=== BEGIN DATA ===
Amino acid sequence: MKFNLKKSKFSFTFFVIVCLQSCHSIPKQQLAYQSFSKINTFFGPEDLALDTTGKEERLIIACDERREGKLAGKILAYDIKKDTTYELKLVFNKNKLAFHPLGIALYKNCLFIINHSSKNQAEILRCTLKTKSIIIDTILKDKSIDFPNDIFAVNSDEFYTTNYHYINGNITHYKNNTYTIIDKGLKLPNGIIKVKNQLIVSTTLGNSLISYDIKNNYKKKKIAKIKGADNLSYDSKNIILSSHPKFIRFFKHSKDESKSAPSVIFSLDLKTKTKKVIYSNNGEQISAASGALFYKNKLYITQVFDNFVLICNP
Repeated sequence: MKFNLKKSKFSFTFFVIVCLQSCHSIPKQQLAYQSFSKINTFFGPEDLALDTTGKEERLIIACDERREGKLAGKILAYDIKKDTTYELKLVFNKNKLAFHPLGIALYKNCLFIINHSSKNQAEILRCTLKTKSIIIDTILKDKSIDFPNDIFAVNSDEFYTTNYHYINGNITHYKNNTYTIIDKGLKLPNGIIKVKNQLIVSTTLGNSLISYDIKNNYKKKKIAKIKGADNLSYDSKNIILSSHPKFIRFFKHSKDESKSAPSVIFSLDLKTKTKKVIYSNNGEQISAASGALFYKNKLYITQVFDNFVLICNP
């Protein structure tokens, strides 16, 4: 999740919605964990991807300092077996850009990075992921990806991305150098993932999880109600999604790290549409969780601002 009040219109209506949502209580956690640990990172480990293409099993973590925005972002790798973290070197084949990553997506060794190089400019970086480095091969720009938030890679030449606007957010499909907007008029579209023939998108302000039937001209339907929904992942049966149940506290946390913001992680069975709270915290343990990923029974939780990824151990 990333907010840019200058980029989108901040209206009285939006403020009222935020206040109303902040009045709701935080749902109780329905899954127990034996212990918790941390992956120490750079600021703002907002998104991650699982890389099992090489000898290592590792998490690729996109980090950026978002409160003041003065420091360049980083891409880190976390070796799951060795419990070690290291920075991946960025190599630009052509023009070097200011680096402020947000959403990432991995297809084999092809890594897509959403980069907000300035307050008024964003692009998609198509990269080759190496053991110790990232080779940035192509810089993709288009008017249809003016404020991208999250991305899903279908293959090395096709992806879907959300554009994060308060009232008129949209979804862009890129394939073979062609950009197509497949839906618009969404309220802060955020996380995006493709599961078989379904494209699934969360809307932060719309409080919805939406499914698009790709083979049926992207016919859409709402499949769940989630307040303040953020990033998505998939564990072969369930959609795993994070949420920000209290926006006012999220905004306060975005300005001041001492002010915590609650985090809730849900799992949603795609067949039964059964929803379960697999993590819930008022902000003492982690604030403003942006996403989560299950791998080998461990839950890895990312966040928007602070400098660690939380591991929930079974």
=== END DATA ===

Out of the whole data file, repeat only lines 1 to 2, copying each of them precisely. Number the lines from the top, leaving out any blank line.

Amino acid sequence: MKFNLKKSKFSFTFFVIVCLQSCHSIPKQQLAYQSFSKINTFFGPEDLALDTTGKEERLIIACDERREGKLAGKILAYDIKKDTTYELKLVFNKNKLAFHPLGIALYKNCLFIINHSSKNQAEILRCTLKTKSIIIDTILKDKSIDFPNDIFAVNSDEFYTTNYHYINGNITHYKNNTYTIIDKGLKLPNGIIKVKNQLIVSTTLGNSLISYDIKNNYKKKKIAKIKGADNLSYDSKNIILSSHPKFIRFFKHSKDESKSAPSVIFSLDLKTKTKKVIYSNNGEQISAASGALFYKNKLYITQVFDNFVLICNP
Repeated sequence: MKFNLKKSKFSFTFFVIVCLQSCHSIPKQQLAYQSFSKINTFFGPEDLALDTTGKEERLIIACDERREGKLAGKILAYDIKKDTTYELKLVFNKNKLAFHPLGIALYKNCLFIINHSSKNQAEILRCTLKTKSIIIDTILKDKSIDFPNDIFAVNSDEFYTTNYHYINGNITHYKNNTYTIIDKGLKLPNGIIKVKNQLIVSTTLGNSLISYDIKNNYKKKKIAKIKGADNLSYDSKNIILSSHPKFIRFFKHSKDESKSAPSVIFSLDLKTKTKKVIYSNNGEQISAASGALFYKNKLYITQVFDNFVLICNP